QUESTION: How long does an abscess usually take to come to the point of draining? How often do you re-apply the poultice? The mare I have has problems with reoccurring abscesses. What would cause that?
So, I summoned the help of Dr. Suzon Schaal to tackle this question. Here’s what she said:
Q. How long does an abscess usually take to come to the point of draining?
A. This will depend on the location and severity of the abscess. Some abscesses will break and drain out the sole of the foot, while others will travel up the white line and burst out the coronary band or at the heels. Some abscesses can break in a few days, whereas others can take weeks. If possible, it is best to have an abscess opened and drained out the sole by a veterinarian or farrier as this will minimize the damage to the hoof, minimize the healing time as well as minimize the discomfort to the horse.
Occasionally after an abscess has been opened or has broke and drained, the horse will appear to be doing better, but then will get worse again because the infection has tracked to a different spot in the foot. In these cases, the abscess will require further paring out to establish drainage.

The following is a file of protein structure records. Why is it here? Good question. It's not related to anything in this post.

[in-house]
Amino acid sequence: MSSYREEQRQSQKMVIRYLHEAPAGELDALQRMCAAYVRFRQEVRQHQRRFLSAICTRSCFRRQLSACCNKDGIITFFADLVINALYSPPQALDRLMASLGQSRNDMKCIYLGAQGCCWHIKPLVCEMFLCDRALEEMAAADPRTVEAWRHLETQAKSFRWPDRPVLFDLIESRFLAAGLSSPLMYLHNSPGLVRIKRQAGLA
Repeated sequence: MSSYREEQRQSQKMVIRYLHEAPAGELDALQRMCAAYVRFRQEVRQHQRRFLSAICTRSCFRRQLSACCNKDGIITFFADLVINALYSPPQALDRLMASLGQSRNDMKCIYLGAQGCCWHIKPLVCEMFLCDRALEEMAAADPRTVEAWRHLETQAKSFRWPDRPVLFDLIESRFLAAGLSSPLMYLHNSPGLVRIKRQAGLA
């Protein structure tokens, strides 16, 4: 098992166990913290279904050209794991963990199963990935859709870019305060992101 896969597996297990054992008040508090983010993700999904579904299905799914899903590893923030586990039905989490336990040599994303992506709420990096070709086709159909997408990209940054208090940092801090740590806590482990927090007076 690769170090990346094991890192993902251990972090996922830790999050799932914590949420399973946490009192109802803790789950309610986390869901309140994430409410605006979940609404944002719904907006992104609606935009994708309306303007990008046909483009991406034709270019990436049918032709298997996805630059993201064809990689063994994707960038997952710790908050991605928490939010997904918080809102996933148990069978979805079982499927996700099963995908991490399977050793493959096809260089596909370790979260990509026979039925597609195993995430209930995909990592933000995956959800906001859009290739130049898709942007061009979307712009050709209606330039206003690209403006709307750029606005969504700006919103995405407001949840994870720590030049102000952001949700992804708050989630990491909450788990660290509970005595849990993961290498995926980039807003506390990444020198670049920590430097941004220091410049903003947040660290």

Q. How often do you re-apply the poultice?
A. This again will depend on the severity of the abscess. Some will need to be soaked in hot water and epsom salts daily and therefore need the poultice re-applied daily. In other cases, the poultice may be left on for 2-5 days at a time and changed when the bandage material is wearing through or is dirty.
Q. The mare I have problems with, the abscess is reoccurring. What would cause that?
A reoccurring abscess should always be examined by a veterinarian and they will determine if the foot requires an x-ray. There may be a foreign body in the foot such as a nail, rock, or piece of wire that is not allowing the abscess to heal. Also, sometimes the coffin bone can become infected by an abscess or a piece of coffin bone can be chipped off (from a traumatic injury or secondary to infection). The dead piece of bone is called a sequestrum and acts like a foreign body, causing a continued source of infection until it is removed.
Additionally, keratomas can be the cause of reoccurring abscesses. These are benign, keratin-containing soft tissue masses that can develop in the hoof. They can be diagnosed on x-ray and once removed the abscessing resolves.
Dr. Schaal is an Equine Veterinarian based out of Okotoks Animal Clinic, in Okotoks, AB. When not working she can be found with my horses and competing in working cow horse competitions. (She is also a 3-time NRCHA World Non-Pro Champion!)